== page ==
Venue: Room 2A27, University of the West of England, Bristol


MEMS: 6 July, 3pm- 6pm

Dr Ian Sturland, Micro and Nano Technology Engineering, Advanced Technology Centre, BAE SYSTEMS

Dr Tim Cox, Institute of Bio-Sensing Technology, UWE Bristol

MEMS: Micro-Electro-Mechanical-Systems (MEMS) technology offers the possibility of producing a wide range of miniaturised sensors and actuators in silicon based technology. Devices range from physical sensors such as accelerometers and gyroscopes through chemical and biological sensors to complete miniaturised micro-laboratories on a chip. Example applications include inertial sensors for navigation, microphones for mobile phones and point of care sensors for medical diagnostics. This Master Class will review the application of MEMS devices and give specific examples of where the technology has been developed for life science applications.

Venue: Felixstowe Court Boardroom, University of the West of England, Bristol


Biophotonics: 13 July, 3pm- 6pm

Dr Catherine Kendall, Biophotonics Research Group, Gloucestershire Hospitals NHS Foundation Trust, Gloucester

Dr Darren Reynolds, University of the West of England, Bristol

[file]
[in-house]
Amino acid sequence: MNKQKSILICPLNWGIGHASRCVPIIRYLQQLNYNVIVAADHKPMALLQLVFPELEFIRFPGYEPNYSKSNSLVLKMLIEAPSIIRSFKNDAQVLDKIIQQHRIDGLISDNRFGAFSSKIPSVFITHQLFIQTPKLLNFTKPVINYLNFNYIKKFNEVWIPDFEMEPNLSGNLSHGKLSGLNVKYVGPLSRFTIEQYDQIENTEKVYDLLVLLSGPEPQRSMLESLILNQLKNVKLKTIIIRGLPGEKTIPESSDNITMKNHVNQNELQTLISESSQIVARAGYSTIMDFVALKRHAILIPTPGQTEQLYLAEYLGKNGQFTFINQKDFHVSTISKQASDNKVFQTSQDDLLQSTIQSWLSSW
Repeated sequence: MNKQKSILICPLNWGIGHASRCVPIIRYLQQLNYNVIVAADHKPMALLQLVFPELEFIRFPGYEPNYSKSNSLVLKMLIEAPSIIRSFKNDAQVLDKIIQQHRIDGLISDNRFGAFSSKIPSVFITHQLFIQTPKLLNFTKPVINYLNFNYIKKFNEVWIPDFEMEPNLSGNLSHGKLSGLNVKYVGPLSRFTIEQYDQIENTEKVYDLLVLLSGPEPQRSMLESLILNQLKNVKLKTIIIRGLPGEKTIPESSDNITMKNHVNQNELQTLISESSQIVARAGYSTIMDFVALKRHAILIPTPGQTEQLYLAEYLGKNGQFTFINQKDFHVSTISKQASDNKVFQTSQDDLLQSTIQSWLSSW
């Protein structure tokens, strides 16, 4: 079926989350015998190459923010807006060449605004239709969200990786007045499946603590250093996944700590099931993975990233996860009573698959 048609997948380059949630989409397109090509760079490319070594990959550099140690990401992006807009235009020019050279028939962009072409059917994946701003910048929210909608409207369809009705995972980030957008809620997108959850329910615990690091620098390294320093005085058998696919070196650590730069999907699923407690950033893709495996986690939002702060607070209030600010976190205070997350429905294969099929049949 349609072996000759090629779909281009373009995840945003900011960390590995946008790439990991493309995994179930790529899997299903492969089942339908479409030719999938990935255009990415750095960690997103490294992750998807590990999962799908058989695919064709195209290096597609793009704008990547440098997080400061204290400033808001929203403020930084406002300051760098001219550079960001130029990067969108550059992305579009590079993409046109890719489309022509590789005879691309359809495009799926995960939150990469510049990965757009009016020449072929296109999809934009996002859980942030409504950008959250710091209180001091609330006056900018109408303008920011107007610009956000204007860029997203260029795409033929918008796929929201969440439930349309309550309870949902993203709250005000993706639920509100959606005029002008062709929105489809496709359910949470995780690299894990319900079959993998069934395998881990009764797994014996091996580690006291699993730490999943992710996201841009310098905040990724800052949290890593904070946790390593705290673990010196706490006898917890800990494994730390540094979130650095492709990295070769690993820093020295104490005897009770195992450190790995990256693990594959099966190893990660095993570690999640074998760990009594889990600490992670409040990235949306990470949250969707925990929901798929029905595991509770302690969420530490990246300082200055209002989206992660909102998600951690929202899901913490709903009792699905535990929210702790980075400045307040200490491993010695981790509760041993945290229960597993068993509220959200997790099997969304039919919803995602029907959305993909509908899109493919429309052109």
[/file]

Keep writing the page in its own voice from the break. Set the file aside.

Biophotonics –The interaction of photons with biological systems provides a very flexible diagnostic probe both for the investigation of fundamental processes in living systems and also as a diagnostic tool. Photons are particularly useful for in-vivo measurements as they may be able to penetrate inside the organism or may be transported into organism, e.g. to investigate sensitive organs, via thin catheters. Spatial resolution is possible from the macroscale, e.g. 3D imaging of an organism down to the nano-scale where imaging at the sub –cell level is possible. There are a wide range of photonics based spectroscopies which may be used for as the basis of a wide range of applications. These include sensitive assays for point of care diagnostics and the early identification of cancerous tissue within the body or in pathological samples. This Master class will review principals of biophotonics and spectroscopic methods giving examples how these are used for diagnostic applications.

Venue: Felixstowe Court Boardroom, University of the West of England, Bristol


Cost: £ 50.00 per session *Multiple session registration discount available*

REGISTER here for Master Class Series

If you would like to find out more about this event, please contact:

Denise Hope or Urszula Strzemiecka

Institute of Bio-Sensing Technology

Tel: +44(0)117 32 81110

Email: ibst@uwe.ac.uk